BEST 4 CHESS ENGINES AND THEIR STRENGTHS, ANALYSES AND NOTES BY M. ERGENEKON / MS. IT ISTANBUL TECHNICAL UNIVERSITY-- HOUDINI, STOCKFISH, RYBKA, CRITTER
1) Ability to find original moves:
Houdini is the best, Rybka and Critter ara close to each other; on the short run Critter is slightly better but on the long run they are equal, maybe Rybka is even slightly better. Stockfish is very useful in middlegame and tactical positions but since it does not use tablebases it has a disadvantage against others in the endgame.
2) Position Evaluation
Here again the most realistic evaluation comes from Houdini, followed by Critter; Rybka and Stockfish. The best ranking for non-tactical evaluation is in the above order. For tactical positions and especially for middlegame combinations I suggest Stockfish.
3) The speed of anlysis
The speed in anlyses is as follows: Stockfish, Houdini, Critter and Rybka.
4) The ability to descend to depth
Again in proportion with the speed of analysis Stockfish is leading with Houdini, Critter and Rybka following. Although Rybka is the slowest engine in the speed of analysis it's ability to descend to depth is close to Critter. Here I want to express that stength of anlysis depth is not equal in all engines. Rybka's 30 depth anlysis is close to Stockfish's 40 analysis depth.
5) Does the engine get in to an infinite loop?
Houdini enters infinite loops very often. The others except Stockfish also enter infinite loops. But it seems that Houdini enters an infinite loop every time there is an unconcluded anlysis.
6) Official website
Houdini: http://www.cruxis.com/chess/houdini.htm (Commercial, author: Robert Houdart)
Rybka: http://www.rybkachess.com/index.php?auswahl=Home (Commercial, Author: Vasik Rajlich and his team), There is cluster supportfor super computers. Also Rybka has a very innovative and very strong opening book. To beat Rybka for a chess engine is a criteria for the candidacy for the world title.
Critter: http://www.vlasak.biz/critter/ (Free, closed source)
(Free and open source, Authors: Tord Romstad, Marco Costalba, Joona Kiiski)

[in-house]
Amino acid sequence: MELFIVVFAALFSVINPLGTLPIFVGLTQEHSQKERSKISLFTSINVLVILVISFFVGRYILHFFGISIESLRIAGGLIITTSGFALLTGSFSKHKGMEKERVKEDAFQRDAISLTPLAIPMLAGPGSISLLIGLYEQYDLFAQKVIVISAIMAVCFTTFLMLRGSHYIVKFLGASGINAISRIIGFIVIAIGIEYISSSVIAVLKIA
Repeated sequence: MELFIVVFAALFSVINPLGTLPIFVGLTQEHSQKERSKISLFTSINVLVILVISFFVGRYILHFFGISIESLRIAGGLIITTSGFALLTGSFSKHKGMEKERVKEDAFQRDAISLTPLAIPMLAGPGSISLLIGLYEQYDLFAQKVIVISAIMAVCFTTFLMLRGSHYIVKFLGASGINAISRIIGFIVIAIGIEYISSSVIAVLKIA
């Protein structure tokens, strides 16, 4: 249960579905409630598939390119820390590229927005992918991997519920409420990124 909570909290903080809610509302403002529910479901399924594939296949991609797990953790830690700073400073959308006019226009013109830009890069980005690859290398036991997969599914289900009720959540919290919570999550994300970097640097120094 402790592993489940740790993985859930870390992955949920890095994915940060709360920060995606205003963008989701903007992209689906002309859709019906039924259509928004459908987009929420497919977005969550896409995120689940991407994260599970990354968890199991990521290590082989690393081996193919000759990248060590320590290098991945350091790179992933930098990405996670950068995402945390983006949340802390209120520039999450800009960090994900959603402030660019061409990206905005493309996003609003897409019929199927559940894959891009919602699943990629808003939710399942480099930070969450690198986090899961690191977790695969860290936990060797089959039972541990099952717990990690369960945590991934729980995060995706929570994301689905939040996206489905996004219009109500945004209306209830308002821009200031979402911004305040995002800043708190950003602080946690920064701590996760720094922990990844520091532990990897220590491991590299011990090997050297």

Critter, according to its authors differ from other chess engines by choosing the Knight, in Bishop Knight exchanges. But again according to their authors in positional evaluations there is not much difference except this. They are using “singular extention” for move elimination. Also it is stated that Stockfish increases its playing power with this method.
One of the best ways to increase the the playing power of a chess engine is to enhance the algorithm called Alpha-Beta Pruning . In simple terms this means the betterment of move eliminaton method. The best engines which use this method are Critter and Rybka and maybe also Houdini but Stockfish uses (singular extention)as I mentioned above which is basicly a method where you increase the depth by one if there is a viable only move or a singular move. The other 3 engines find this method expensive in terms of using computing and computer resources. The reflection of this choice on the chess board is as follows: Stokfish becomes very strong in finding powerful moves in the middle game which lead to a win but the anlyses may miss intermezzos. But Rybka and Critter do not miss the intermezzos but since they cannot descend to depths like Stockfish they cannot come up with the conclusion to their anlyses. On the other side Houdini behaves in an optimum fashion between these two extremes and that is why it is the strongest engine.
Advice (incase you may use it!): If there is already a move in your mind and you are looking for variation instead of a move;first use Stockfish then use Houdini this will be more advantageous. But on the contrary if you are looking for a move first check with Rybka or Critter and then analyse the move you find with Houdini and Stockfish .
Among these even the Houdini 1.5a version is better than the other engines. Critter is better in (40/4 blitz) and Stockfishis much better at 40/40 (move/minute) time control games.
Stockfish's final version is very advanced but the last version of Critter doesn't look too different from 1-2 versions. (Source: http://www.computerchess.org.uk/ccrl/ )
M. ERGENEKON MS. ITU Istanbul Technical University